Sometime in March, Carriage informed Ms. Trani that she would have to apply and interview for the permanent position, just like any other candidate. Pl. Dep. Tr. at 428. Ms. Trani had a "feeling" this would be the case, and was not surprised. Id. In the Spring of 2006, Carriage posted a job opening for a permanent manager, which carried the title "Managing Partner." Def. 56.1 Stmt. ¶ 23. Mr. Stevens told Ms. Trani to apply for this position, and she did so. Id. ¶¶ 24-25. Robert Sommese, the Operations Manager at another funeral home, also applied. Id. ¶¶ 15, 26. Carriage interviewed both of them, and another candidate named Ginny Sanzo. Id. ¶¶ 27, 28; Pl. 56.1 Stmt. ¶ 27.

As part of the application process, Ms. Trani took two tests, including a Caliper Profile test. Pl. Dep. Tr. at 559-561. Ms. Trani also interviewed with Mr. Stevens, and with Mr. Corey. Id. 565. Her interview with Mr. Stevens lasted about ten or fifteen minutes. Id. at 567. Her interview with Mr. Corey lasted about a half hour. Id. Mr. Corey asked roughly half personal questions, and half business questions. Id. at 569. Among other things, he asked Ms. Trani questions about her parents, her daughter, and her husband. Id.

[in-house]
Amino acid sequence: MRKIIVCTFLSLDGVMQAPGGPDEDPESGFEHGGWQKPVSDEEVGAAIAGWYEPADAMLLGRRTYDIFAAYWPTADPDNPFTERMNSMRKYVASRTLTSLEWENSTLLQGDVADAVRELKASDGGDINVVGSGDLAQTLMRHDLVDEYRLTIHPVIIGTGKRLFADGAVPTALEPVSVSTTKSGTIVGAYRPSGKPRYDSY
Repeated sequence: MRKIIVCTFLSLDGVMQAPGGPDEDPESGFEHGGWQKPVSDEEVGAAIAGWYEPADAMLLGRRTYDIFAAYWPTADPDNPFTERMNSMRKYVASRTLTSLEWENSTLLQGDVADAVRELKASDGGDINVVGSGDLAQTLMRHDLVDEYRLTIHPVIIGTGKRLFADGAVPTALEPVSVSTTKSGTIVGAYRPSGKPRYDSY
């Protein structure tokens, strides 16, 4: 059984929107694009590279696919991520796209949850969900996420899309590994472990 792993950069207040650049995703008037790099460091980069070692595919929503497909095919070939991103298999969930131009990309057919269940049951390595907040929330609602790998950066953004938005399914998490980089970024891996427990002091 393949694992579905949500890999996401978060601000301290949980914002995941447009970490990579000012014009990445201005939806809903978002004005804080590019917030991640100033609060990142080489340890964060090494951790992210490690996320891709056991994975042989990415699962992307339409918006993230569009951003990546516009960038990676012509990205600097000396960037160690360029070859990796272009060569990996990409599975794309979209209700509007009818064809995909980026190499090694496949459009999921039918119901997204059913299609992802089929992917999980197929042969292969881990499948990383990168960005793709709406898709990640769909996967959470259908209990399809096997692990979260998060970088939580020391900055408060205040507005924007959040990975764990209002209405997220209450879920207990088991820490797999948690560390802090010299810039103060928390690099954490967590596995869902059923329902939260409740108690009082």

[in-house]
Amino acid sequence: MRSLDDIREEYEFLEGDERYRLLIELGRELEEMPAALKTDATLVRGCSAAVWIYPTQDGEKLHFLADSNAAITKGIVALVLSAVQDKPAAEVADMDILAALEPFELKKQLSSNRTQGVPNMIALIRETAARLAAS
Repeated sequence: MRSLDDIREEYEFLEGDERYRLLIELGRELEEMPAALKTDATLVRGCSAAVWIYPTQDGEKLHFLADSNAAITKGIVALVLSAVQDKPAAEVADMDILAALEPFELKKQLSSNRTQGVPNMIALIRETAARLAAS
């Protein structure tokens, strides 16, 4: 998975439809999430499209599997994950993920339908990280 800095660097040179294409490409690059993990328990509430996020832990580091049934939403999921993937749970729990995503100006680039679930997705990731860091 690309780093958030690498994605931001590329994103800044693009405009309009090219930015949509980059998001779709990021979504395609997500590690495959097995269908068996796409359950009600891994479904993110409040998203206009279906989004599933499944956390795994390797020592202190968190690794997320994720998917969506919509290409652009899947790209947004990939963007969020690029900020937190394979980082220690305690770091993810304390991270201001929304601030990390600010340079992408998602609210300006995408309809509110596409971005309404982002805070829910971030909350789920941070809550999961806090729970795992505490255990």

Mr. Sommese apparently received greater consideration during the application process. He met with Mr. Stevens, Mr. Corey, another Carriage official named Catherine Kelly. Mr. Stevens, Mr. Corey and Ms. Kelly documented their interviews with Mr. Sommese as memoranda. There is no evidence, however, indicating that Mr. Stevens or Mr. Corey similarly documented their interviews with Ms. Trani. Finally, Ms. Trani also claims that Mr. Sommese and his wife were taken out to dinner.